Central Asia (MNN) — Like the steady drip of a leaky faucet, authorities are slowly but surely draining religious freedom from Central Asia.
According to Forum 18, Kyrgyzstan leaders flew under the public radar in recent days, adding new censorship amendments to the country's Religion Law.
While authorities were unable to tell Forum 18 what censorship categories like "extremism," "separatism" and "fundamentalism" meant under the new amendments, a political analyst said it could spell trouble for Protestant Christians.
"No one will check Muslim Board or Russian orthodox literature, but faiths deemed 'non-traditional' could face problems," the analyst said.
Joel Griffith with Slavic Gospel Association says, "It's apparently going to increase state control over religious literature and other materials. It really remains to be seen, though, exactly how this is going to be implemented and carried out.
"This is all part and parcel of something larger that's actually been going on in the so-called 'Stan' countries for some time."
Central Asia consists of five countries that once belonged to the Soviet Union: Kazakhstan, Kyrgyzstan, Tajikistan, Turkmenistan and Uzbekistan. While Kyrgyzstan is tightening the collar on its Religion Law, church registration is a challenge in Kazakhstan and having more than a Bible in Uzbekistan could send you directly to jail.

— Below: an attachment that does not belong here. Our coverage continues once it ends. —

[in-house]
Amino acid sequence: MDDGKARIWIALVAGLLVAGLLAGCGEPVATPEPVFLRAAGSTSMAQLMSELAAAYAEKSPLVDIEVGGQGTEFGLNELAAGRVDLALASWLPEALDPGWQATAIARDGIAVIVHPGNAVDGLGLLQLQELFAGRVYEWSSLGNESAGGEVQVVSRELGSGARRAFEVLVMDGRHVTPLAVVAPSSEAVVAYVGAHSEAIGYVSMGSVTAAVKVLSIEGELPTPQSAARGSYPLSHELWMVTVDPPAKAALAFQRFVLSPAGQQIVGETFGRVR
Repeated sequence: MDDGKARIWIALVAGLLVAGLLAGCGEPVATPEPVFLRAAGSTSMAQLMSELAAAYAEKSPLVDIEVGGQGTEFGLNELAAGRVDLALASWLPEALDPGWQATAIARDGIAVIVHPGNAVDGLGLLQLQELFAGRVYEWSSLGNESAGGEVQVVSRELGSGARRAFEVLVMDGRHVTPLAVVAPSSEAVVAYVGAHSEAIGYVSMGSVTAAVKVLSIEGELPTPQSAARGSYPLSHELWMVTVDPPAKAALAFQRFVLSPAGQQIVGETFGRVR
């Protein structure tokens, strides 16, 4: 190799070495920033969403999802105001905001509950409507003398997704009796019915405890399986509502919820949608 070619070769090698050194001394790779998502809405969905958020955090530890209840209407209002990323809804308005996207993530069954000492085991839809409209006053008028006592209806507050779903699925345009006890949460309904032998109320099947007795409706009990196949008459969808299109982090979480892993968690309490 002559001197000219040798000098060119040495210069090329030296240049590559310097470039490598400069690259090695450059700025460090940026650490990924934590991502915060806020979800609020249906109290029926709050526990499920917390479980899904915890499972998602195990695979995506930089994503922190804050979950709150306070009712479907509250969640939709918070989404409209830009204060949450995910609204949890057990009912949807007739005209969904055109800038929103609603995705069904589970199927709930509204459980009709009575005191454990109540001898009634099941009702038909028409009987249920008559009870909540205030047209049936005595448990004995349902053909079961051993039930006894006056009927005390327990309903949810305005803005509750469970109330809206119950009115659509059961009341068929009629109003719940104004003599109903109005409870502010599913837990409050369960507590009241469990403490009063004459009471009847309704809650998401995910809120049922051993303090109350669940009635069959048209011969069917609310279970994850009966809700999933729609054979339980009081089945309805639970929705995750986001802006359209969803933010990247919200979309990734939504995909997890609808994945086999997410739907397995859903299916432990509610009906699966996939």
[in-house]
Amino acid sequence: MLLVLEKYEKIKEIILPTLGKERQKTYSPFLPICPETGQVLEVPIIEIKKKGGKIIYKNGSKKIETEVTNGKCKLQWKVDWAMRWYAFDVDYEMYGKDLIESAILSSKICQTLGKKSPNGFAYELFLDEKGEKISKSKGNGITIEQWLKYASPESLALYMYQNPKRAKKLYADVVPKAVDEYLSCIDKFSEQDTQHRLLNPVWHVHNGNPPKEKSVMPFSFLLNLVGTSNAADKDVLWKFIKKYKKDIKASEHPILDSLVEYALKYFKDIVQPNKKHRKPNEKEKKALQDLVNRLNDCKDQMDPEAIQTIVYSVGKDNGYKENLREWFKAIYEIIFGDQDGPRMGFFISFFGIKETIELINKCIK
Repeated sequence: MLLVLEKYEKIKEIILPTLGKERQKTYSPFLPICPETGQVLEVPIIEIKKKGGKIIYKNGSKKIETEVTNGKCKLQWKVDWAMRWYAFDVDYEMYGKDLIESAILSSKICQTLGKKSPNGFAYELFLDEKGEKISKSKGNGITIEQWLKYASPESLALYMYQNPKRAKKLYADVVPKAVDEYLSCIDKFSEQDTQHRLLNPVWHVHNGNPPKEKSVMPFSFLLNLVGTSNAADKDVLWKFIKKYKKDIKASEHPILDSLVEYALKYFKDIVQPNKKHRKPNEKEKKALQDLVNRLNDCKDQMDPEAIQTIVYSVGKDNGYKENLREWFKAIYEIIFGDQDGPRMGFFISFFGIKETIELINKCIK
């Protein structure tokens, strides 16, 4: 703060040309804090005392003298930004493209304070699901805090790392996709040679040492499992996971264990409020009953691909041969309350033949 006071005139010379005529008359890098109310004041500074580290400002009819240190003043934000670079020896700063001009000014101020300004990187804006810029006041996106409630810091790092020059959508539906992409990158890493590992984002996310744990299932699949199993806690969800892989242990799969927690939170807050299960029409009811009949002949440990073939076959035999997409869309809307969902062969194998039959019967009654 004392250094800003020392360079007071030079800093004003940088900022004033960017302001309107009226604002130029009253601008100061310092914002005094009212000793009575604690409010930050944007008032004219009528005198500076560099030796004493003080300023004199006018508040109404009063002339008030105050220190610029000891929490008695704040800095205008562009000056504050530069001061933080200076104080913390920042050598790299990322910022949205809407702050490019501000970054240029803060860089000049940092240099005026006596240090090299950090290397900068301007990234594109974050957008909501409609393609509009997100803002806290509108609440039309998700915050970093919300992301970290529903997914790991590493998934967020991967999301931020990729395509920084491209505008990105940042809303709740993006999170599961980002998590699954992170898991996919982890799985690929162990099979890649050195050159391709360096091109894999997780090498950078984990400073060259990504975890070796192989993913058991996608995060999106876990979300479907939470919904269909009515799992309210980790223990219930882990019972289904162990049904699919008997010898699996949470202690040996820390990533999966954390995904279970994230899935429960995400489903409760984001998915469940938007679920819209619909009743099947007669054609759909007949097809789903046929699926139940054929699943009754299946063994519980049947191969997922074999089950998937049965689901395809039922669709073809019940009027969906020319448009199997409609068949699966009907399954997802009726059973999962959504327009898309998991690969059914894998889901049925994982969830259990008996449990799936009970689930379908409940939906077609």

"The interesting thing is: in the former Soviet days, you had atheistic Communism that was against religion in general," Griffith states. "Nowadays what we're seeing, even though the governments of these nations are…considered secular: [Islam is becoming] predominant. Because of that, other religious groups tend to receive some pressure.
"But…and this is an interesting thing to watch," Griffith continues. "The governments are also concerned about Islamic extremism and terrorist activity."
He cites last year's attacks as an example.
"That had not happened in Kazakhstan before," Griffith explains. "Even though Islam is the predominant religion inside these Central Asian countries, you're going to have the secular government scrutinizing very closely what's going on."
Could the region possibly be returning to its atheistic Soviet roots?
"It really is a mixed bag of what governments are doing and the reasons they're giving for doing i. But in the sense of religious freedom in general, the trend is not promising, and we need to make that a matter of prayer," Griffith says.
Pray for wisdom and discernment for God's people in Central Asia.
"We need to pray that as [believers] share the Gospel, the Lord would grant them open doors to be able to do that," says Griffith. "We also need to remember that God is not stopped by human governments from accomplishing His purpose."